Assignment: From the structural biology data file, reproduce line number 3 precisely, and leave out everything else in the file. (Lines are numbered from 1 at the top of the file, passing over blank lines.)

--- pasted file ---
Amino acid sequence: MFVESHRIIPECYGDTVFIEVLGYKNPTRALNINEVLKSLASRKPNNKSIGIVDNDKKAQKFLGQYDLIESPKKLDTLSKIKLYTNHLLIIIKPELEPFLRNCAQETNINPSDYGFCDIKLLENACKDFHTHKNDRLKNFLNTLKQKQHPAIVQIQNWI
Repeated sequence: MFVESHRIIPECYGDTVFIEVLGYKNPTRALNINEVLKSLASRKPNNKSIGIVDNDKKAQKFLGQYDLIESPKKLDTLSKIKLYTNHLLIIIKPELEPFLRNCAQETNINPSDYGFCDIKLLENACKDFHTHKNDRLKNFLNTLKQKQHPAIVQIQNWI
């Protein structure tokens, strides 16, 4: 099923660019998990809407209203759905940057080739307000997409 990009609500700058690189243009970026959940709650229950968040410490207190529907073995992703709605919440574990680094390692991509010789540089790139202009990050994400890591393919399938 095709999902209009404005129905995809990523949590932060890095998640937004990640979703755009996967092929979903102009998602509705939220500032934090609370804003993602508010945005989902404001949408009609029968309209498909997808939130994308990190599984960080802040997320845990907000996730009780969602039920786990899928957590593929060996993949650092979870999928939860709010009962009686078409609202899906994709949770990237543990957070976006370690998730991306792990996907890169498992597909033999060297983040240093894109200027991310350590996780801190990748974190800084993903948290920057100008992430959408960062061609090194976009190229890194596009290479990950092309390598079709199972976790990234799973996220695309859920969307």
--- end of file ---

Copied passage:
């Protein structure tokens, strides 16, 4: 099923660019998990809407209203759905940057080739307000997409 990009609500700058690189243009970026959940709650229950968040410490207190529907073995992703709605919440574990680094390692991509010789540089790139202009990050994400890591393919399938 095709999902209009404005129905995809990523949590932060890095998640937004990640979703755009996967092929979903102009998602509705939220500032934090609370804003993602508010945005989902404001949408009609029968309209498909997808939130994308990190599984960080802040997320845990907000996730009780969602039920786990899928957590593929060996993949650092979870999928939860709010009962009686078409609202899906994709949770990237543990957070976006370690998730991306792990996907890169498992597909033999060297983040240093894109200027991310350590996780801190990748974190800084993903948290920057100008992430959408960062061609090194976009190229890194596009290479990950092309390598079709199972976790990234799973996220695309859920969307």